March 2012 appears to be what March 2011 was supposed to be: a banner month for extreme metal of all stripes. While last year we got a bunch of albums that were worth forgetting, this year we’re going to get a bunch of records that we’re going to have a hell of a time forgetting. It’s a bitch of a time to be releasing your album, if you think about it. Going up against names like Spawn of Possession, Sigh, Gorod, Secrets of the Moon and Borknagar, little, Greek nobodies Hail Spirit Noir have their work cut out for them. But while all of those albums (except Gorod because Listenable Records refuses to answer my e-mails) are waiting in line, they will have to follow in the footsteps of Pneuma. This is a remarkable record… and I mean it in the good way this time.
I was taken aback when record opener “Mountain of Horror” started with its creepy soundscapes and 60s rock distortion. The orchestral strains were neat, but as it shuffled forward—not really heavy at all—with vocalist Theoharis’s pained screams slightly reminiscent of Kvarforth, I couldn’t help but think “What the fuck?” That general feeling was reinforced when the band broke into a blast section using their bongwater rock instruments. As that careened forward it quickly transformed into something that sounded like The Doors on crack, with organ seeping over the lines and as it transformed into the end of the song it generally just reinforced my feeling… WTF?
Once I got past the Pneuma‘s idiosyncrasies, I began to appreciate what a fascinating and unique album it is. Combining black metal with 60s and 70s rock is not something that seems like it would be very easy, but Hail Spirit Noir is quite deft in the way they combine the two. Raw, ripping black metal still pummels the listener, but with audial qualities that make it much less ‘heavy’ because of the lack of overdrive and tinny guitar tone inherent to 1980s solid state amps and contrasted with lush, melodic beauty and corduroy progressive strains. Songs like “Let Your Devil Come In” and “Against the Curse, We Dream” (a nomination for the best song of 2012, if you’re keeping track) rely on this sort of stoner rock base, with crippling, evil black metal screams and clean vocals that really remind me of Akercocke.
What I like about this kind of stuff, which it also shares with the much more mainstream and polished Ghost, is that it packages something evil and nuts into something that is fun to listen to and easy to digest. Sure, this is weird and avantgarde in a way, but at the same time the introduction to “When All Is Black,” with its flute, lilting pace and keyboards, sounds like something my dad could listen to. It creates almost a surreal feeling when listening to the record. All this happy melody and music, then is from time is offset by disharmonic and atonal sections that splash hot goat blood in the face of the listener: “Wake up, this is still a black metal album.” And it’s charming as hell, to be frank.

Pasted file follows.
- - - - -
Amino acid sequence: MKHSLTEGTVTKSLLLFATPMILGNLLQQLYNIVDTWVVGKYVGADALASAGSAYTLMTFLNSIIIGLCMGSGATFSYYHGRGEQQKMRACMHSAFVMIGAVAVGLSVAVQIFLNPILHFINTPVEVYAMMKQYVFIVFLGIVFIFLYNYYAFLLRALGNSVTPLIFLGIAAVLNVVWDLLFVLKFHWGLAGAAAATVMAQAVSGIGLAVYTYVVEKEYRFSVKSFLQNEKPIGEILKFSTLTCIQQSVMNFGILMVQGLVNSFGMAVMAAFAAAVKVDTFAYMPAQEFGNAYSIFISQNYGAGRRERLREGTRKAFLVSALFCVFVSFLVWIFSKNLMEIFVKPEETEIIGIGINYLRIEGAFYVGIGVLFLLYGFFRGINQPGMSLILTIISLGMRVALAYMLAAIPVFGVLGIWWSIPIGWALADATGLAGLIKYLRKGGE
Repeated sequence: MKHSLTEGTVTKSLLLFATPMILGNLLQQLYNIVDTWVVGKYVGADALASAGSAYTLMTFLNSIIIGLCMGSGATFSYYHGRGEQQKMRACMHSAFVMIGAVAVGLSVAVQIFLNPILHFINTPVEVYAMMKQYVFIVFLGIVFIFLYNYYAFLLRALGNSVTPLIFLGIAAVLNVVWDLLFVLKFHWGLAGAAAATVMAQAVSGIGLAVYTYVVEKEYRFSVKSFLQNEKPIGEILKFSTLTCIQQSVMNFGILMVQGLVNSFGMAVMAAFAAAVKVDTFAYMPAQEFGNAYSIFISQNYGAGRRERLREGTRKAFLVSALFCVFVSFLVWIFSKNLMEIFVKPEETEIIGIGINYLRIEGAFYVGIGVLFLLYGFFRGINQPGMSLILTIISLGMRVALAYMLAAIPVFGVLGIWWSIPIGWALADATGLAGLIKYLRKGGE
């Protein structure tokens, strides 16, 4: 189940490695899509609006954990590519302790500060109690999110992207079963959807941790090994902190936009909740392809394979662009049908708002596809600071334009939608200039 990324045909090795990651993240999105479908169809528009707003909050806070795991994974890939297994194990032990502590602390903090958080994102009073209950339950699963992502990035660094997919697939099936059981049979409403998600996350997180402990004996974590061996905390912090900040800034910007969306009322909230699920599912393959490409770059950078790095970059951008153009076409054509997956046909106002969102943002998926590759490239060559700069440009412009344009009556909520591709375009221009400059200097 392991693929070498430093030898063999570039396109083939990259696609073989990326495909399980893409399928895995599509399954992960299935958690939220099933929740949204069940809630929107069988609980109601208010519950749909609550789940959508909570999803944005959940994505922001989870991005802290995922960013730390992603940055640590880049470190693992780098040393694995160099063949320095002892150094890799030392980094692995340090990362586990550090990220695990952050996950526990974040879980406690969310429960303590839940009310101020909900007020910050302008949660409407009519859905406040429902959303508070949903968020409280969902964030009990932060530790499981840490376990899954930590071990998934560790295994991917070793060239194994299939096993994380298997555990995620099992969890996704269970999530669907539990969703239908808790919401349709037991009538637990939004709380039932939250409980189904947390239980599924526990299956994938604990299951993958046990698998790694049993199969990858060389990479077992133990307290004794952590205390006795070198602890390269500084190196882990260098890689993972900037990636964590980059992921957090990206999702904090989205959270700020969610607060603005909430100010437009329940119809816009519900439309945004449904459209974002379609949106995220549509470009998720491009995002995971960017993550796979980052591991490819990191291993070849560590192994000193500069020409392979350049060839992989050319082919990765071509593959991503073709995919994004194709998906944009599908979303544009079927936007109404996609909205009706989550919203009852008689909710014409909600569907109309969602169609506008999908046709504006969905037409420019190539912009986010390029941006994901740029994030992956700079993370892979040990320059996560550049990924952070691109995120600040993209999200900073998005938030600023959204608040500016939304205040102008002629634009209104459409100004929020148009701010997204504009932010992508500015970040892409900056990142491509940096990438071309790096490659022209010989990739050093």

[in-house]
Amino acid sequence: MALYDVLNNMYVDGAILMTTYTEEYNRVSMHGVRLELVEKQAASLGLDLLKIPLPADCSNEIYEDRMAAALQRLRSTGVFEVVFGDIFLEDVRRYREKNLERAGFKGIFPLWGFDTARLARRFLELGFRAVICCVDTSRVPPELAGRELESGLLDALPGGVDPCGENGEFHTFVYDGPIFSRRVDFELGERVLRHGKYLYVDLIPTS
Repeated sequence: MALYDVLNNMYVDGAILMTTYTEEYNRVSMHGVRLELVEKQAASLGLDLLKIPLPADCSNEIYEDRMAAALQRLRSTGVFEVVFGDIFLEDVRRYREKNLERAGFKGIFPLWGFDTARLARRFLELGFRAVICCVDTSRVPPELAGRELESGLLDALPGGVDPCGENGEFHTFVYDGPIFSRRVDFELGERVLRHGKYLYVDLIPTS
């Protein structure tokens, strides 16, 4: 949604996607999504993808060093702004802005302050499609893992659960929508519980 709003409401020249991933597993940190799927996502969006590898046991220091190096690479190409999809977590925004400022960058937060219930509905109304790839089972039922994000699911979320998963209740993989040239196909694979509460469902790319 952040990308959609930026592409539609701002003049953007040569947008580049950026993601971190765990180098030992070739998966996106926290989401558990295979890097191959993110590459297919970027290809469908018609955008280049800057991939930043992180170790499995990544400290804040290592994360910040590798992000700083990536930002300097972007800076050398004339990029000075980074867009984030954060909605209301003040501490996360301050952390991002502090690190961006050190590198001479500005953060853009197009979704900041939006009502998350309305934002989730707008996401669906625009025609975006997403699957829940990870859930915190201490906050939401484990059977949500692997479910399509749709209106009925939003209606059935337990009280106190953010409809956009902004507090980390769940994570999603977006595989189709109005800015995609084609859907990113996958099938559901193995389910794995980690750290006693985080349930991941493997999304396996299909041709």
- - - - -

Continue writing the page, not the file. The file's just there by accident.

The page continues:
What’s a little weird, is that while the band kind of reminds me of Ved Buens Ende or Solefald, it reminds me a lot more of the new Sigh album In Somniphobia which is coming out in about a week. The tracks have the same kind of dreamy, evil quality to them. Where Sigh succeeds and Hail Spirit Noir fails is in the instrumentation. While I appreciate what Hail Spirit Noir is doing with their instrumentation—using the same instruments and settings for the metal parts and the “rock” parts—it often feels like it lacks teeth and it takes away from the effectiveness of the tracks a bit. But that’s literally my only complaint. Other than that, the record is loaded with amazing tracks, fascinating music and melodies that you’ll run around singing for days (“Let your devil come inside / Let your soul fly up to the sky / The golden rod was made for you (?)/ Kill your mother while you’re still in her womb!”). Fans of cool, evil, experimental black metal are strongly encouraged to purchase this record. It will not leave your rotation for months, I guarantee it.